The Loudoun County School Board last week approved a budget of nearly $53 million that would set some starting teachers' salaries $370 higher than the figure recommended by School Superintendent Robert Butt.
To accomplish the increase in salaries without increasing the budget, the board voted to eliminate two assistant principal positions: one at Meadowland Elementary and the other at Seneca Ridge Middle School. The changes reduced the budget proposed two weeks ago by $26,696.
The board asked the school staff to study staffing needs in all county schools before they decide which positions to fill.
The board decided to raise salaries of teachers with a Virginia Education Certificate from the proposed $17,150 to $17,520 but did not increase the salaries of teachers with bachelor's degrees above the $17,520 recommended by Butt.
"The whole idea is to be competitive with surrounding counties to give us a better edge in the fight to hire good teachers," school spokeswoman Molly Converse said. The pay raises, slightly more than the 11 percent originally recommended, would go to teachers on all educational levels, bringing salaries for new teachers in Loudoun County up to 93 percent of salaries paid in Alexandria, Arlington, Fairfax and Prince William counties.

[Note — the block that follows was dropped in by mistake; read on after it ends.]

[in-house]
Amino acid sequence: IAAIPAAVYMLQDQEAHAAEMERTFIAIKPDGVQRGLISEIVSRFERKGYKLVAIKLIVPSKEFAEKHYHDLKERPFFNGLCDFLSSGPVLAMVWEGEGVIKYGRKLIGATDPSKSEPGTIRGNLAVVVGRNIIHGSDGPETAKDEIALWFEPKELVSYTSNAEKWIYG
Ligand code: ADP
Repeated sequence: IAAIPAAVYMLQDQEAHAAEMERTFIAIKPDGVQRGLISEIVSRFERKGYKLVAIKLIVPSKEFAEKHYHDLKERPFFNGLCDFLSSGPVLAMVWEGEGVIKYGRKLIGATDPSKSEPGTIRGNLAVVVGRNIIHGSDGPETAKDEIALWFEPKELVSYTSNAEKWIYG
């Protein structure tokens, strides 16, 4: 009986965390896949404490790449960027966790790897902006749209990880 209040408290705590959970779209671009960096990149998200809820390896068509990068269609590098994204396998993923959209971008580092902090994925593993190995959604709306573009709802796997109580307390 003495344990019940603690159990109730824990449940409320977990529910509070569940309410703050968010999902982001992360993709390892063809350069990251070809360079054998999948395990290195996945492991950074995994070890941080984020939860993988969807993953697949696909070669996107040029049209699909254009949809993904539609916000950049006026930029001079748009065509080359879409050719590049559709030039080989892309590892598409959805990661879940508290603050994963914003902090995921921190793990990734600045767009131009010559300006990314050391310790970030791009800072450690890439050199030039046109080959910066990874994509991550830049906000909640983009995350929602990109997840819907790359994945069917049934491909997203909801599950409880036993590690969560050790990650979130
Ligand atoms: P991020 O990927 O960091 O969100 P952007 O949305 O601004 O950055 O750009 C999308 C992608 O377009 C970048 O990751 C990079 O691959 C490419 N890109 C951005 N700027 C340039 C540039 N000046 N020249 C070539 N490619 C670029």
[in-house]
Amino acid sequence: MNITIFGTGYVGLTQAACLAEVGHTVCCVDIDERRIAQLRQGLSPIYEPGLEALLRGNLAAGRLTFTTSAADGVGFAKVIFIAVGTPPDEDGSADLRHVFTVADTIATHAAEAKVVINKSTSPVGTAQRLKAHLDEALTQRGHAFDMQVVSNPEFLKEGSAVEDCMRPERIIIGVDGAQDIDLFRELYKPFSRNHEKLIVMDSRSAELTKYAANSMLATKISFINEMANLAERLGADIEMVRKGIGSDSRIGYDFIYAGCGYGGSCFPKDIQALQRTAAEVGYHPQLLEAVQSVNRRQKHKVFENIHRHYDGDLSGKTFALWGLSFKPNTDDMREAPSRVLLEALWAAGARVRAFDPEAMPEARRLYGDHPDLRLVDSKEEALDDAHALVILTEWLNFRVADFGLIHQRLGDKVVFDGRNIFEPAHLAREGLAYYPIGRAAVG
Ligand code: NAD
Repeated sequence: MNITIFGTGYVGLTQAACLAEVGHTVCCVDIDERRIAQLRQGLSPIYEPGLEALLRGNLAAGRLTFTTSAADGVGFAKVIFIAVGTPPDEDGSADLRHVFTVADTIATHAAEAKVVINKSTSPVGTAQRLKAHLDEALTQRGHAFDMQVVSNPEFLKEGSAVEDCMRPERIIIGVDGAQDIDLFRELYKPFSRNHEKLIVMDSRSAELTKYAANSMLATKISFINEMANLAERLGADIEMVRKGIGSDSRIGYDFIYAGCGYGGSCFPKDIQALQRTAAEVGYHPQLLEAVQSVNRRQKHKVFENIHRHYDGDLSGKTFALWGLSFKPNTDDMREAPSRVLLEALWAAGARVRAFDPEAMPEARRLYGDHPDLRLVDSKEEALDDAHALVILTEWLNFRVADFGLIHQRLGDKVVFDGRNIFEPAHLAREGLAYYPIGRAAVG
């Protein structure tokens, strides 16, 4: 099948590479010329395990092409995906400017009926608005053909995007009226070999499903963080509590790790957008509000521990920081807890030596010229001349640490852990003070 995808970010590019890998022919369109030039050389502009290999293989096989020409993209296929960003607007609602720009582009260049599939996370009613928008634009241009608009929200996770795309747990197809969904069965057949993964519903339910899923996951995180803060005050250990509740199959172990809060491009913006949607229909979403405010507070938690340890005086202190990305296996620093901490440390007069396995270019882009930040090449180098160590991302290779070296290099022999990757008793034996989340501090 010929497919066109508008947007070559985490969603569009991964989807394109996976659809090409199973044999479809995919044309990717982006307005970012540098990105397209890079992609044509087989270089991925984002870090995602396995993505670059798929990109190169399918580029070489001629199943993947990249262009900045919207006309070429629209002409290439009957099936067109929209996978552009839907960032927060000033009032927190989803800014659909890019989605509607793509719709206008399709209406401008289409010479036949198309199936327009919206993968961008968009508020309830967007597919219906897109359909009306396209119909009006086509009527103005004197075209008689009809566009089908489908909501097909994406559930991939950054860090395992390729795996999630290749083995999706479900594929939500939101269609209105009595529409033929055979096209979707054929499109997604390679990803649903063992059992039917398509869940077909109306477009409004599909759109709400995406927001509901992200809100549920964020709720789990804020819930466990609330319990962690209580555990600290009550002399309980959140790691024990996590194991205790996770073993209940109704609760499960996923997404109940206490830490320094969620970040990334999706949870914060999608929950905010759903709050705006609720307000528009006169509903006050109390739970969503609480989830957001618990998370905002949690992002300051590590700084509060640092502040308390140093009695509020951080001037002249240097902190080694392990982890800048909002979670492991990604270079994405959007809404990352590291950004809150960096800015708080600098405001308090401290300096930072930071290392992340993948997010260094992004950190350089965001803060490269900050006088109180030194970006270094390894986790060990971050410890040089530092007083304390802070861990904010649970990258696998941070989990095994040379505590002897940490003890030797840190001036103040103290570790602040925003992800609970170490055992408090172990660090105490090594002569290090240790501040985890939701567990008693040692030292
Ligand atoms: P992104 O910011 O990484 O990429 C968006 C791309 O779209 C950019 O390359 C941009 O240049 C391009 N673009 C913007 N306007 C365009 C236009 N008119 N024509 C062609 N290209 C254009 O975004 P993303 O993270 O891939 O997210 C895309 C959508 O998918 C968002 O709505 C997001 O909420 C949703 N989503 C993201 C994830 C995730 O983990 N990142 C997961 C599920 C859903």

The board approved a $2,000 salary increase for Butt, who has almost 20 years' service to Loudoun and is the longest-serving school superintendent in the state. His salary is now $65,000. Deputy Superintendent Robert Jarvis received a $1,200 boost, bringing his salary to nearly $54,000. The budget will go to the Board of Supervisors for final approval.
Another incentive proposed by Butt to attract new teachers and retain current teachers -- day-care centers for teachers' children -- was killed in the state Senate Education Committee two weeks ago.
According to Butt, his request for legislation that would allow the county to establish a pilot program for such centers was killed because "it usually takes more than one trip to Richmond to get what you want."
A representative from a chain of day-care centers was the lone opposition during the bill's consideration.
"I guess they don't want the competition," Butt said.
Several supervisors have indicated they will include the concept in next year's legislative package.
The board heard a presentation on a four-month telephone survey conducted by Southeastern Institute of Research Inc., a Richmond firm, that showed that nearly 70 percent of Loudoun County's residents polled believe that merit pay "rewards good teachers and should be instituted," while nearly 63 percent of the teachers polled opposed merit pay. Male or female heads of households in 366 homes participated, while 536 of the county's 850 teachers responded.
Bonnie Epling, a School Board member who served on a committee that has studied the issue of merit pay for 18 months, said later that the three-member group "looked at every career incentive known to man" before hiring the research firm to conduct the survey.
Although the percentage of parents who support the concept and the percentage of teachers opposed to it is nearly 70 percent of those polled in both groups, the committee plans to have a recommendation for the board in April, Epling said.
Merit pay is given when teachers receive a high evaluation from a principal at the end of the year. Most teachers oppose it, Converse said, because evaluations are subjective and are not always considered fair by the teachers.